a tail section attached to the foot section, the tail section surface area being between 0.25 and 0.8 times the surface area of the foot section.
2. A training fin for swimming, comprising:
a foot section defined by an enclosure for retaining a user's foot to the fin and having a predetermined surface area defined by that portion of the foot section which directly covers the foot; and
a tail section attached to the foot section, the tail section surface area being between 0.25 and 1.0 times the surface area of the foot section.
US07525372 1988-12-30 1990-05-17 Training fin device for swimming Expired - Lifetime US5108328A (en)

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US07292468 US4948385A (en) 1988-12-30 1988-12-30 Training fin device for swimming
US07525372 US5108328A (en) 1988-12-30 1990-05-17 Training fin device for swimming

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US07525372 US5108328A (en) 1988-12-30 1990-05-17 Training fin device for swimming

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Cited By (13)

* Cited by examiner, † Cited by third party
Publication number Priority date Publication date Assignee Title
US5266062A (en) * 1992-07-28 1993-11-30 John L. Runckel Trust Amphibious footwear
US5290194A (en) * 1993-04-16 1994-03-01 Kransco Swim fin with differential stiffness characteristics
US5709575A (en) * 1997-02-25 1998-01-20 Betrock; Irving Practice swim fin with perforations
US6276978B1 (en) * 2000-12-27 2001-08-21 Chien-Rung Chen Fin with a harmless foot pocket
US6401256B1 (en) * 2001-04-19 2002-06-11 Lee P. Shreve Orthopedic sock system
US20030148855A1 (en) * 2002-02-05 2003-08-07 Ryland David E. Apparatus and method for developing a proper swimming whip kick and training the competitive breaststroker
US20040029465A1 (en) * 2002-08-06 2004-02-12 Landel Technology, Inc. Swim training fin
US20050164842A1 (en) * 2004-01-09 2005-07-28 Joel Quinn Swim trainer
US20050170936A1 (en) * 2004-01-09 2005-08-04 Joel Quinn Swim trainer
US20060089066A1 (en) * 2002-08-26 2006-04-27 Giles Wilson Swimming aid
US9364717B2 (en) 2014-01-16 2016-06-14 Kathleen Davis Swimming fin
US9643055B2 (en) 2015-10-08 2017-05-09 Tyr Sport, Inc. Swim fin
USD819154S1 (en) * 2017-02-10 2018-05-29 Michael F. Fraser Swim fin

Citations (6)

* Cited by examiner, † Cited by third party
Publication number Priority date Publication date Assignee Title
US1571467A (en) * 1924-06-24 1926-02-02 Cobb Temperature Regulator Co Temperature-regulating device for orchards
US2099973A (en) * 1933-04-06 1937-11-23 Corlieu Louis Marie De Lifesaving and swimming propelling device
US2343468A (en) * 1942-11-18 1944-03-07 Lawrence P Romano Propulsion device for swimmers
US3178738A (en) * 1961-11-16 1965-04-20 Everett A Brunner Convertible swim fin
US4521220A (en) * 1983-03-11 1985-06-04 Schoofs Mark J Swim fin for breaststroke swimmers
US4689029A (en) * 1986-03-21 1987-08-25 Ciccotelli Stephen S Swim fin

Patent Citations (6)

* Cited by examiner, † Cited by third party
Publication number Priority date Publication date Assignee Title
US1571467A (en) * 1924-06-24 1926-02-02 Cobb Temperature Regulator Co Temperature-regulating device for orchards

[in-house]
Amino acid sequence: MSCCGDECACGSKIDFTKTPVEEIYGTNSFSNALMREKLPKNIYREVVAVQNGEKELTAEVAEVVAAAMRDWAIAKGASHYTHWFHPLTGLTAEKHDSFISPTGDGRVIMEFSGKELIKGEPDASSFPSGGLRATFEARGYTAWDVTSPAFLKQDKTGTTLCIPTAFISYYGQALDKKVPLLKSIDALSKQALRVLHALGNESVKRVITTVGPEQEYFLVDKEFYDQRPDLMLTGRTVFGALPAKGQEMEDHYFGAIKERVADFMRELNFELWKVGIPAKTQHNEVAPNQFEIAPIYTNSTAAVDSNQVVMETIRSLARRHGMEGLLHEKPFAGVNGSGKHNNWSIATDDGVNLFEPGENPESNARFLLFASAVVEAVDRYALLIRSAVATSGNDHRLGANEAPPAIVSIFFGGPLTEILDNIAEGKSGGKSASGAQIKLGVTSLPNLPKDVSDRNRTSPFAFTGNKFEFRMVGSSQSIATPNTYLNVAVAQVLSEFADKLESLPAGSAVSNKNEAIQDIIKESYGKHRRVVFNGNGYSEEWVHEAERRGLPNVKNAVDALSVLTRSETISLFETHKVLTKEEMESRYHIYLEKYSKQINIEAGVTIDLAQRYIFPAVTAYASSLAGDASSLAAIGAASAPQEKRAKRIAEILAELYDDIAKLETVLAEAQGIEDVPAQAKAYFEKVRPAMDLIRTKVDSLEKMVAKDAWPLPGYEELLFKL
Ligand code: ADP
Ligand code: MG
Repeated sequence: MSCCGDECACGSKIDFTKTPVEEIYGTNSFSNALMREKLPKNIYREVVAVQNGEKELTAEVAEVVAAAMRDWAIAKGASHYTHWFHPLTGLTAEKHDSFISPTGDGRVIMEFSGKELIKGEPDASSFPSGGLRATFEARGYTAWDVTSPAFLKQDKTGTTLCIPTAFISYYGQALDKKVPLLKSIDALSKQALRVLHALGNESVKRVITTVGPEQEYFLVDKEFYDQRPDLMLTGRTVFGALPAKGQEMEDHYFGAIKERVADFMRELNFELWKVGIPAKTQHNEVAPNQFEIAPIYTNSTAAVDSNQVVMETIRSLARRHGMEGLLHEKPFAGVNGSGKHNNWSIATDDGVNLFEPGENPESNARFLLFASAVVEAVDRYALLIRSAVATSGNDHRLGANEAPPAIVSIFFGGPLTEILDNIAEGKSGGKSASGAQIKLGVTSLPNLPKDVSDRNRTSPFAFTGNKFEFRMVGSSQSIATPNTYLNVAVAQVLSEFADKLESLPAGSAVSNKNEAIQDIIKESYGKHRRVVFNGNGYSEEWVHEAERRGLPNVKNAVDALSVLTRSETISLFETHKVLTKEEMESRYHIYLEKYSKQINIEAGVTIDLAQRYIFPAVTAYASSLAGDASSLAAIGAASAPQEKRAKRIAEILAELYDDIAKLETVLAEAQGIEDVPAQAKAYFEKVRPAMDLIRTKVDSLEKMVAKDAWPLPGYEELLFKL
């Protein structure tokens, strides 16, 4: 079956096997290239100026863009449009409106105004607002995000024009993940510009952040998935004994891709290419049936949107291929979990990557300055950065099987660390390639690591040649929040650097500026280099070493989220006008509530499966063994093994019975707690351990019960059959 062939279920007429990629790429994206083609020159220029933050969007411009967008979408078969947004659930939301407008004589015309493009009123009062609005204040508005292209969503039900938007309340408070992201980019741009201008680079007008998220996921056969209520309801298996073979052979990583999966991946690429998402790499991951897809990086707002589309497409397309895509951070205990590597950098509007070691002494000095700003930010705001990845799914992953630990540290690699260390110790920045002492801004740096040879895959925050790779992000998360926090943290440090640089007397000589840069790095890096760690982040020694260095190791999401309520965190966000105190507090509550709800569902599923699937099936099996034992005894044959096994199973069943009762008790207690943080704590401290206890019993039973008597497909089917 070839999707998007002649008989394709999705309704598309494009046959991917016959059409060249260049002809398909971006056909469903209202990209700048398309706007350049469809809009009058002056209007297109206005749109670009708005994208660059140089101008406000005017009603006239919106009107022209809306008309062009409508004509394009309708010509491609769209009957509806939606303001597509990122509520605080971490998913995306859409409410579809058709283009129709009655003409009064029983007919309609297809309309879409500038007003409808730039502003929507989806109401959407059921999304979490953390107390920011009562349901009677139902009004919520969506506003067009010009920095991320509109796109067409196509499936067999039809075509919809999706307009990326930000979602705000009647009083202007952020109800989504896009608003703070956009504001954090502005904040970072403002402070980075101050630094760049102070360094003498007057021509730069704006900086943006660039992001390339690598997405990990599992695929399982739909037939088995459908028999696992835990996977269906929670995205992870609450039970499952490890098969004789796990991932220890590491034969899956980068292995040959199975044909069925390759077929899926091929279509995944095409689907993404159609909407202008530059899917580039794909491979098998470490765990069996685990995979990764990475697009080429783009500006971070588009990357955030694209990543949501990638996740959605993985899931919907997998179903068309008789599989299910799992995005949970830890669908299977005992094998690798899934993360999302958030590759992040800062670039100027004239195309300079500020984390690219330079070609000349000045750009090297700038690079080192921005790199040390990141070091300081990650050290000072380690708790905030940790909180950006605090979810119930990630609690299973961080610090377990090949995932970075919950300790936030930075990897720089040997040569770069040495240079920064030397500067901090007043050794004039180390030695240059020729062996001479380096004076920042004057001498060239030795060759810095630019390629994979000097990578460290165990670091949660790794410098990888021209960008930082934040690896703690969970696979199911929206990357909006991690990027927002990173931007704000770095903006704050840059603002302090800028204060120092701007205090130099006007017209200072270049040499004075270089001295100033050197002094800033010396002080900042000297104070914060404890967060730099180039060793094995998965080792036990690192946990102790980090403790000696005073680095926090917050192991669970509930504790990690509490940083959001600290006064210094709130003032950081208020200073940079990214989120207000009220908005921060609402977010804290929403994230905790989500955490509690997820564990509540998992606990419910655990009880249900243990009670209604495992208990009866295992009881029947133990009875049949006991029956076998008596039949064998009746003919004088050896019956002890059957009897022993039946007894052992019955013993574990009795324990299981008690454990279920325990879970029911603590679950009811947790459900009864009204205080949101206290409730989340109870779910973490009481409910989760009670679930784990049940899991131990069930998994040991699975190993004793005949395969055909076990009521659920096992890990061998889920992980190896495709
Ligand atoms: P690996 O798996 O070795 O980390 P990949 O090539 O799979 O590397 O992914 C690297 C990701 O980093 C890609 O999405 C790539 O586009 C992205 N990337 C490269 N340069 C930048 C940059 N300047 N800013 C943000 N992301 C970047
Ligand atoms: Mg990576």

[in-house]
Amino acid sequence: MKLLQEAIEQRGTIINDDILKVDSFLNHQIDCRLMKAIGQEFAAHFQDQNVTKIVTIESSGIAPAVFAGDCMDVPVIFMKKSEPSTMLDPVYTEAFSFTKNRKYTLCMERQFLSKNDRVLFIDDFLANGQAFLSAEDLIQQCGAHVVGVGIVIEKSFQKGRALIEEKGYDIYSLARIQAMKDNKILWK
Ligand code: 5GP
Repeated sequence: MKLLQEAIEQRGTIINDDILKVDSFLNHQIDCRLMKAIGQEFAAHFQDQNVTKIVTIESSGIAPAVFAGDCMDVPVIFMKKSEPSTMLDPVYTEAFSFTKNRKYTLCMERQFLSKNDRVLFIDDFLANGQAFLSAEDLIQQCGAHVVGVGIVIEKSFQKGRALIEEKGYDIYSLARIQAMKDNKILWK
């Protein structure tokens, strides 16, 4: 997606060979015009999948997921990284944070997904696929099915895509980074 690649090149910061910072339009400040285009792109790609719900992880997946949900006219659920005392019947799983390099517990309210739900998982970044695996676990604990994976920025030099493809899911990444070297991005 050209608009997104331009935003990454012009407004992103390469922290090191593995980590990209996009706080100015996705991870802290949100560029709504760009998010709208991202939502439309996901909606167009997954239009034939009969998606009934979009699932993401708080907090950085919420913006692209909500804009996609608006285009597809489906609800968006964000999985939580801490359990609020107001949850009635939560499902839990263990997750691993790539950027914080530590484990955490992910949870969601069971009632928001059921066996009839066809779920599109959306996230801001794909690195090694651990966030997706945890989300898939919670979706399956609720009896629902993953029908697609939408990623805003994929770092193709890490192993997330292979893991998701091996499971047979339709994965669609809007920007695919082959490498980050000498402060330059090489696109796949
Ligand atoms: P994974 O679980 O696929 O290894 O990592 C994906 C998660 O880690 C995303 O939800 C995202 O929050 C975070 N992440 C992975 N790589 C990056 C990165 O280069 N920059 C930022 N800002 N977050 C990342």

US2099973A (en) * 1933-04-06 1937-11-23 Corlieu Louis Marie De Lifesaving and swimming propelling device
US2343468A (en) * 1942-11-18 1944-03-07 Lawrence P Romano Propulsion device for swimmers
US3178738A (en) * 1961-11-16 1965-04-20 Everett A Brunner Convertible swim fin
US4521220A (en) * 1983-03-11 1985-06-04 Schoofs Mark J Swim fin for breaststroke swimmers
US4689029A (en) * 1986-03-21 1987-08-25 Ciccotelli Stephen S Swim fin

Cited By (18)

* Cited by examiner, † Cited by third party
Publication number Priority date Publication date Assignee Title
US5266062A (en) * 1992-07-28 1993-11-30 John L. Runckel Trust Amphibious footwear
US5290194A (en) * 1993-04-16 1994-03-01 Kransco Swim fin with differential stiffness characteristics
US5709575A (en) * 1997-02-25 1998-01-20 Betrock; Irving Practice swim fin with perforations
US6276978B1 (en) * 2000-12-27 2001-08-21 Chien-Rung Chen Fin with a harmless foot pocket
US6401256B1 (en) * 2001-04-19 2002-06-11 Lee P. Shreve Orthopedic sock system
US20030148855A1 (en) * 2002-02-05 2003-08-07 Ryland David E. Apparatus and method for developing a proper swimming whip kick and training the competitive breaststroker
US6866615B2 (en) 2002-02-05 2005-03-15 David E. Ryland Apparatus and method for developing a proper swimming whip kick and training the competitive breaststroker
EP1389484A2 (en) 2002-08-06 2004-02-18 Martin Philip Dr. Hull Improved swim training fin
EP1389484A3 (en) * 2002-08-06 2005-02-23 Martin Philip Dr. Hull Improved swim training fin
US20040029465A1 (en) * 2002-08-06 2004-02-12 Landel Technology, Inc. Swim training fin
US6979241B2 (en) 2002-08-06 2005-12-27 Zoomers Swim training fin
US20060089066A1 (en) * 2002-08-26 2006-04-27 Giles Wilson Swimming aid
US7166004B2 (en) 2002-08-26 2007-01-23 Giles Wilson Swimming aid
US20050164842A1 (en) * 2004-01-09 2005-07-28 Joel Quinn Swim trainer
US20050170936A1 (en) * 2004-01-09 2005-08-04 Joel Quinn Swim trainer
US9364717B2 (en) 2014-01-16 2016-06-14 Kathleen Davis Swimming fin
US9643055B2 (en) 2015-10-08 2017-05-09 Tyr Sport, Inc. Swim fin
USD819154S1 (en) * 2017-02-10 2018-05-29 Michael F. Fraser Swim fin